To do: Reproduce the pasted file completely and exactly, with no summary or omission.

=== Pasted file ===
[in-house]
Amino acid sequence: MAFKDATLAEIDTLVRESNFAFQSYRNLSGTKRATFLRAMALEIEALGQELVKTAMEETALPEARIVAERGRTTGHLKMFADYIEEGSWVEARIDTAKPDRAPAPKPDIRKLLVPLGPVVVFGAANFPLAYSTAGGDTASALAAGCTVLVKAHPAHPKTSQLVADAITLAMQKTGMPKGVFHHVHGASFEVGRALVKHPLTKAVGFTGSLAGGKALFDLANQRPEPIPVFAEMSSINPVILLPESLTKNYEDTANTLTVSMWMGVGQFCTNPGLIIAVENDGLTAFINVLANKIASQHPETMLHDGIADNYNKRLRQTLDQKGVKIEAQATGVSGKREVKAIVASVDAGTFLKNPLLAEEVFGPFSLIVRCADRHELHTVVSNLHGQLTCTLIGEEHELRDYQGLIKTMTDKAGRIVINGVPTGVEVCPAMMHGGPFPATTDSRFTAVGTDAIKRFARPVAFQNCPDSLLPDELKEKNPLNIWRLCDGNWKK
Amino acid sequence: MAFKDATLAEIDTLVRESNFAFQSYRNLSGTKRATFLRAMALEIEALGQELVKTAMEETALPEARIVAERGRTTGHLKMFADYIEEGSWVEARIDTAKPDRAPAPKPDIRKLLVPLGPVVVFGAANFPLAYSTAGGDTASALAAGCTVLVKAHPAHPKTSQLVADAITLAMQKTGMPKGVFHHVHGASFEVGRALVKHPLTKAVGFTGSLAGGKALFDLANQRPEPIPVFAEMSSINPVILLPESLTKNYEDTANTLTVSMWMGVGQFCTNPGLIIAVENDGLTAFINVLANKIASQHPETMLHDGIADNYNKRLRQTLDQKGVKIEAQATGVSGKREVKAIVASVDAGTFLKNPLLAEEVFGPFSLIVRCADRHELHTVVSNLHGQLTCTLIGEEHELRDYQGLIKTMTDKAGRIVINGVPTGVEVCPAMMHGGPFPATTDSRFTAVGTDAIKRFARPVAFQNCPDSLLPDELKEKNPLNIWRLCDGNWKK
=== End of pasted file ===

[in-house]
Amino acid sequence: MAFKDATLAEIDTLVRESNFAFQSYRNLSGTKRATFLRAMALEIEALGQELVKTAMEETALPEARIVAERGRTTGHLKMFADYIEEGSWVEARIDTAKPDRAPAPKPDIRKLLVPLGPVVVFGAANFPLAYSTAGGDTASALAAGCTVLVKAHPAHPKTSQLVADAITLAMQKTGMPKGVFHHVHGASFEVGRALVKHPLTKAVGFTGSLAGGKALFDLANQRPEPIPVFAEMSSINPVILLPESLTKNYEDTANTLTVSMWMGVGQFCTNPGLIIAVENDGLTAFINVLANKIASQHPETMLHDGIADNYNKRLRQTLDQKGVKIEAQATGVSGKREVKAIVASVDAGTFLKNPLLAEEVFGPFSLIVRCADRHELHTVVSNLHGQLTCTLIGEEHELRDYQGLIKTMTDKAGRIVINGVPTGVEVCPAMMHGGPFPATTDSRFTAVGTDAIKRFARPVAFQNCPDSLLPDELKEKNPLNIWRLCDGNWKK
Amino acid sequence: MAFKDATLAEIDTLVRESNFAFQSYRNLSGTKRATFLRAMALEIEALGQELVKTAMEETALPEARIVAERGRTTGHLKMFADYIEEGSWVEARIDTAKPDRAPAPKPDIRKLLVPLGPVVVFGAANFPLAYSTAGGDTASALAAGCTVLVKAHPAHPKTSQLVADAITLAMQKTGMPKGVFHHVHGASFEVGRALVKHPLTKAVGFTGSLAGGKALFDLANQRPEPIPVFAEMSSINPVILLPESLTKNYEDTANTLTVSMWMGVGQFCTNPGLIIAVENDGLTAFINVLANKIASQHPETMLHDGIADNYNKRLRQTLDQKGVKIEAQATGVSGKREVKAIVASVDAGTFLKNPLLAEEVFGPFSLIVRCADRHELHTVVSNLHGQLTCTLIGEEHELRDYQGLIKTMTDKAGRIVINGVPTGVEVCPAMMHGGPFPATTDSRFTAVGTDAIKRFARPVAFQNCPDSLLPDELKEKNPLNIWRLCDGNWKK